As far as psychopath or sociopath, Sherlock Holmes is neither. Nor is he anorexic, or bipolar. He is an insomniac, and with the nightmares he lives through in daily life, he’d be inhuman if he didn’t have difficulty sleeping. According to the American Psychiatric Association’s Diagnostic and Statistical Manual, a sociopath is defined as a person with “a pervasive pattern of disregard for, and violation of, the rights of others that begins in childhood or early adolescence and continues into adulthood.” Whether it’s a murder, robbery, another criminal act, or lying; sociopaths feel no guilt whatsoever. They believe their actions have no consequence, and they are not accountable to anyone. They almost never fulfill promises made. An inability to feel emotion allows the sociopath to elude responsibility by placing the blame on others.
The logic of thinking twice before acting or speaking is missing in a sociopath. Sociopaths indulge in nonstop bragging about themselves and they believe that there’s no way they can do anything wrong. Additional sociopathic traits: Indulging in crime of slander, promiscuous behavior and infidelity. How anyone could consider Sherlock a sociopath, just shows they didn’t do their research. Sociopaths also show unreliability, untruthfulness and insincerity, lack of remorse and shame, poor judgment and failure to learn by experience, failure to follow any life plan, and having an entrepreneurial criminal mindset. Professor Moriarty could be considered a sociopath. Every one of these traits is anathema to Mr. Sherlock Holmes.
“Holmes was certainly not a difficult man to live with. He was quiet in his ways, and his habits were regular. It was rare for him to be up after ten at night . . . Nothing could exceed his energy when the working fit was upon him . . . His very person and appearance were such as to strike the attention of the most casual observer . . . he was possessed of extraordinary delicacy of touch, as I frequently had occasion to observe when I watched him manipulating his fragile philosophical instruments . . . Plays the violin well, is an expert singlestick player, boxer, and swordsman. Has a good practical knowledge of British law . . . Sherlock Holmes’s smallest actions were all directed towards some definite and practical end . . .”––Dr. John H. Watson described Sherlock Holmes in “A Study in Scarlet.”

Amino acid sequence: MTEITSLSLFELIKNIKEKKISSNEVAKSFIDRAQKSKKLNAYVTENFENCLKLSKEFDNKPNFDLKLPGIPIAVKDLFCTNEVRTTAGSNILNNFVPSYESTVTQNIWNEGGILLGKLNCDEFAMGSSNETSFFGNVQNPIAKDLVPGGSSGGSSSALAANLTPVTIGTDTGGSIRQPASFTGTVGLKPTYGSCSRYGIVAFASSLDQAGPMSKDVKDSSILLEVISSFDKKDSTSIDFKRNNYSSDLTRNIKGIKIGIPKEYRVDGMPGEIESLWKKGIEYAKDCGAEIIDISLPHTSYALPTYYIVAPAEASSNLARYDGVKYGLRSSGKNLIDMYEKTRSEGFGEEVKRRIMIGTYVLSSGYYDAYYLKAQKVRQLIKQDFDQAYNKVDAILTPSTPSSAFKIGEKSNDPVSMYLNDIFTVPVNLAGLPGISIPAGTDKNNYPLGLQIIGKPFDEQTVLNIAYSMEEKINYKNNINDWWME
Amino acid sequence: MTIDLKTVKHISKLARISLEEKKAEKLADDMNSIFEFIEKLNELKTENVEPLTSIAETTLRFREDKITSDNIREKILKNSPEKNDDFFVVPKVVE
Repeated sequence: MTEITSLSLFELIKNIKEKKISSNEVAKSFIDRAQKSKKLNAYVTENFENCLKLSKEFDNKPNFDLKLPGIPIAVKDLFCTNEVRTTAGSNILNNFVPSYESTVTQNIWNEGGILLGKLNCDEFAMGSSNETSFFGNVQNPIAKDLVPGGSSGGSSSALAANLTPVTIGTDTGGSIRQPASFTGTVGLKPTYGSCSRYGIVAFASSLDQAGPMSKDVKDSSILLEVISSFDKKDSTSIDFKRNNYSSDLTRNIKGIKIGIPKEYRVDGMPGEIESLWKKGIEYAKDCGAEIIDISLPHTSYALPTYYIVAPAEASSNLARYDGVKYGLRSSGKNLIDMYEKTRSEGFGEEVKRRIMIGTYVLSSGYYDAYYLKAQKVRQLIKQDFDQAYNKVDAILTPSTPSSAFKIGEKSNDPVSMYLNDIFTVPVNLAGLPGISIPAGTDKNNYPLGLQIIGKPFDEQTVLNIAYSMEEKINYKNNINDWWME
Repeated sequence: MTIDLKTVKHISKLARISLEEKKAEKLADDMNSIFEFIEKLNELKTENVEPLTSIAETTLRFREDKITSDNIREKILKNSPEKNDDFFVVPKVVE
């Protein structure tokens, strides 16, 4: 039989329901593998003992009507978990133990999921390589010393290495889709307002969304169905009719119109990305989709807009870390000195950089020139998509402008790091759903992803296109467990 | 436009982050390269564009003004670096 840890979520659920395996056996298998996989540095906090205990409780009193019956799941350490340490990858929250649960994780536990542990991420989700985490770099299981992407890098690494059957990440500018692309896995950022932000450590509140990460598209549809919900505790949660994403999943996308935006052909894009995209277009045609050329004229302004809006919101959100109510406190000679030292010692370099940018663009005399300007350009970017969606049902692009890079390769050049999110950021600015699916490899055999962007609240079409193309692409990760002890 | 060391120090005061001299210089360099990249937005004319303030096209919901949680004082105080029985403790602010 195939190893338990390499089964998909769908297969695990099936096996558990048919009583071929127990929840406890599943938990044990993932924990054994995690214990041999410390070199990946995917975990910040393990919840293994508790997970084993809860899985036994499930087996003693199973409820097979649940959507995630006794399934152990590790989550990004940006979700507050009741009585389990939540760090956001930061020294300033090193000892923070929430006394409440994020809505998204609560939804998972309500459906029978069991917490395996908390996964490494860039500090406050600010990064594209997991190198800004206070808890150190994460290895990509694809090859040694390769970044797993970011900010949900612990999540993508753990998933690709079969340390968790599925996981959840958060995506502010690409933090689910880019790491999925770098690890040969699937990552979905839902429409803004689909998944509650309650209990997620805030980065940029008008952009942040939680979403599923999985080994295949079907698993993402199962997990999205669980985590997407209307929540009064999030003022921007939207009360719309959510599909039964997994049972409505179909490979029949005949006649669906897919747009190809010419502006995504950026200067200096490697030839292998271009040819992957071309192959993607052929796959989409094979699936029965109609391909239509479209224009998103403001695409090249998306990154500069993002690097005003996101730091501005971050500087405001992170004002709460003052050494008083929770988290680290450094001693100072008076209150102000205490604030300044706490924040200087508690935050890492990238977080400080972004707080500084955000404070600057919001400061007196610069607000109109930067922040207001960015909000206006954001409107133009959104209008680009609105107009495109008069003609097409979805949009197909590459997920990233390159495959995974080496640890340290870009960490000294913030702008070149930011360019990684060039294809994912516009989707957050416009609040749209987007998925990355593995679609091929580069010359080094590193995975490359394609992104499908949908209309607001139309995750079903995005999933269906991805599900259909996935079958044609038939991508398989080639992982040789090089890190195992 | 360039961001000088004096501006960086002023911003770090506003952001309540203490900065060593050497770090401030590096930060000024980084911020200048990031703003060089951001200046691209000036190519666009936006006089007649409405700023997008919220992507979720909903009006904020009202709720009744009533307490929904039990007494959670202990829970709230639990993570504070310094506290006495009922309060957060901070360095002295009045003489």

Sherlock is a most interesting gentleman, with a penchant for successfully solving murder cases. Forensic scientists acknowledge that his genius moved forensic science from its quiet beginnings to the forefront of detective work all over the world. He created the science of deduction and analysis and practiced it as an artform. To focus on one’s art to the exclusion of everything else is the way to mastery. That’s why we need to have Dr. John Watson around to remind us to eat, to sleep, take a walk, take our vitamins and leave the cocaine in our desk, to back us up with his Eley’s #2, and patch us up after the battle is over. Holmes is a genius, and that cancels out autism. His high regard for justice cancels out sociopathy.
“Show Holmes a drop of water and he would deduce the existence of the Atlantic. Show it to me and I would look for a tap. That was the difference between us.”―Anthony Horowitz, “The House of Silk.”
Published in the Serpentine Muse Literary Journal of the Adventuresses of Sherlock Holmes.
For further reading I recommend contrasting the info on these 2 webpages for much more information and proof of the difference between Genius and Autism: http://www.evolveidea.com/creativity/behaviors%20of%20geniuses.php
“How to Spot a Sociopath, 16 key behavioral characteristics that define sociopaths/psychopaths and others with antisocial disorders.” M.E. Thomas, Psychology Today, May 7, 2013.
Gretchen Altabef is an MX author of Sherlock Holmes novels. Mondadori Publishing has contracted to translate her novels into Italian. Ms. Altabef strives to emulate Dr. John Watson’s and Sir Arthur Conan Doyle’s literary style. The first, These Scattered Houses, is in Holmes’ own voice and resourcefully chronicles the last two months of his ‘great hiatus’. The second in the series is, Remarkable Power of Stimulus. After 3 years away, Holmes finds London awash in murders, No. 221B under siege, anarchists threatening Paris, and the return of Irene Adler. Fully aware he is being watched by Moriarty’s men, Holmes steps out of the cab into Baker Street knowing he will find Watson’s friendship and unerring aim are as dependable as the British Rail.